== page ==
COVID 19 NURSES

Nurses work at the nurses' station inside a COVID-19 intensive care unit at Temple University Hospital's Boyer Pavilion in North Philadelphia.

The University’s M. Louise Fitzpatrick College of Nursing has launched a major study of those on the front lines of the COVID-19 pandemic. The new CHAMPS study will track the physical and mental wellness of front line workers, similar to a study launched for first responders after 9/11.

The national COVID-19 Caring About Health for All Study (CHAMPS) will focus on anyone who cared or supported COVID-19 patients — not just doctors, nurses and first responders. It is the first study of its kind, focusing on numerous people involved with caring for those affected by the novel coronavirus. 

Managing the health care needs of COVID-19 patients has impacted not only those delivering health care directly but those who also support that effort, like ambulance drivers, maintenance staff and housekeeping staff whose services have been essential to maintain the healthcare industry. All of these front line workers are at increased risk of exposure to the virus, as well as disruption of their social and personal lives.

"They could not do their jobs without the support of cafeteria workers, the maintenance staff, the custodial staff, and so forth, and we sometimes forget these people are playing exceedingly important roles," Professor Peter Kaufmann, PhD, FABMR, FSBM, Associate Dean for Research and Innovation said.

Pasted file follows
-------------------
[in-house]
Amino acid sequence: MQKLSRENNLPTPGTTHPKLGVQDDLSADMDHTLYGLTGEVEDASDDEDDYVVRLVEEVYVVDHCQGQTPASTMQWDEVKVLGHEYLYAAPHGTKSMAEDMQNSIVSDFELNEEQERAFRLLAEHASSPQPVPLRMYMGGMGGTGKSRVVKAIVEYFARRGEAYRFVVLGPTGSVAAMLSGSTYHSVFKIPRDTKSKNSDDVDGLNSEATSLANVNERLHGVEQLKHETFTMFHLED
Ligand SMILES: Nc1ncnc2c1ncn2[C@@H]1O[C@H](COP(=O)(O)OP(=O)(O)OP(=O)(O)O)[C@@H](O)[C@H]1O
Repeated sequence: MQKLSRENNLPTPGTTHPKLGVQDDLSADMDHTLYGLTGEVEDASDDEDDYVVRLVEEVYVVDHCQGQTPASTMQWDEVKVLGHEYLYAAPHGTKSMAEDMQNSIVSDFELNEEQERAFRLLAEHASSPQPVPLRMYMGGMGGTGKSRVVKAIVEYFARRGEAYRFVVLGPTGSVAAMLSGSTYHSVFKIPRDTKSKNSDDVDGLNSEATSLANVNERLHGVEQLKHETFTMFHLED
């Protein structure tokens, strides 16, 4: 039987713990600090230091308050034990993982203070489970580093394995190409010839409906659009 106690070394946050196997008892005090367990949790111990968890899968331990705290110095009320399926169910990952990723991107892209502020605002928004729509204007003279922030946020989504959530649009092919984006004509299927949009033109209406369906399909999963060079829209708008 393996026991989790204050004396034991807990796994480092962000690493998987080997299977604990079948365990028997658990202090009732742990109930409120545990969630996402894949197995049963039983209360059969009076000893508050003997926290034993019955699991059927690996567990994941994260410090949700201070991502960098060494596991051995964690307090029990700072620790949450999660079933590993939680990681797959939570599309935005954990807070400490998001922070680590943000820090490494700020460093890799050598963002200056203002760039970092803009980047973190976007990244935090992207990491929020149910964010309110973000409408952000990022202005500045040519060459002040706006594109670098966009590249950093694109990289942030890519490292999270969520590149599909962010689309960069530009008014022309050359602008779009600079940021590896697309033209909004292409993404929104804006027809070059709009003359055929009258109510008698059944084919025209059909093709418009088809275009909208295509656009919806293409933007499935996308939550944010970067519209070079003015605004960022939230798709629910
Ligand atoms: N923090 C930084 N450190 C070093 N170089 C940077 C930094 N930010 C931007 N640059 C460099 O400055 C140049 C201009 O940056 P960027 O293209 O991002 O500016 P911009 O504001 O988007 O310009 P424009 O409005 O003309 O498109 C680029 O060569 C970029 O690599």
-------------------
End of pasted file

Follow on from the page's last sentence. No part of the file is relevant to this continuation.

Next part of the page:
The purpose of the COVID-19 CHAMPS Study is to learn about the self-reported health and well-being of COVID-19 healthcare workers and others who work in healthcare settings or in communities to support the care of COVID-19 patients across the United States. Leaders of the research hope to understand both immediate and long-term effects on the health, lives and careers of front line workers, as well as discover new ways to keep front line workers healthy while working.

"I'm concerned that we're going to see higher levels of burnout than we already have been [seeing], especially amongst health care professionals, but, as Peter says, all of the workers and their families," Donna S. Havens, PhD, RN, FAAN, Connelly Endowed Dean of the Fitzpatrick College of Nursing said.

This study will obtain data on the physical and mental health and well being of workers potentially exposed to the coronavirus in the course of their duties. Included will be a broad range of occupations, such as those working in the community (police officers, firefighters, emergency personnel, screening staff), as well as in permanent or temporary sites that care for patients (service staff, nurses, physicians, other health professionals). Participants will be recruited throughout the United States and its territories (Puerto Rico, Guam, the U.S. Virgin Islands), with outcomes followed longitudinally for 20 years.

“It is vital that we learn from this experience and understand the broad scope of the impact on the health of those on the front lines, their potential future health needs and to contribute knowledge to inform public health strategies that provide effective care when similar crises develop in the future,” Havens said.

“We owe it to the police officers, paramedics, service staff, nurses and physicians, to learn about the effects that their sacrifices have had on their lives – and we will accomplish this through the CHAMPS study,”  Dr. Kaufmann explained. “It will take many years for the various effects of their work to play out.  We intend to follow those who join this study for many years to assure that we understand how best to support them and to plan for any future disasters.”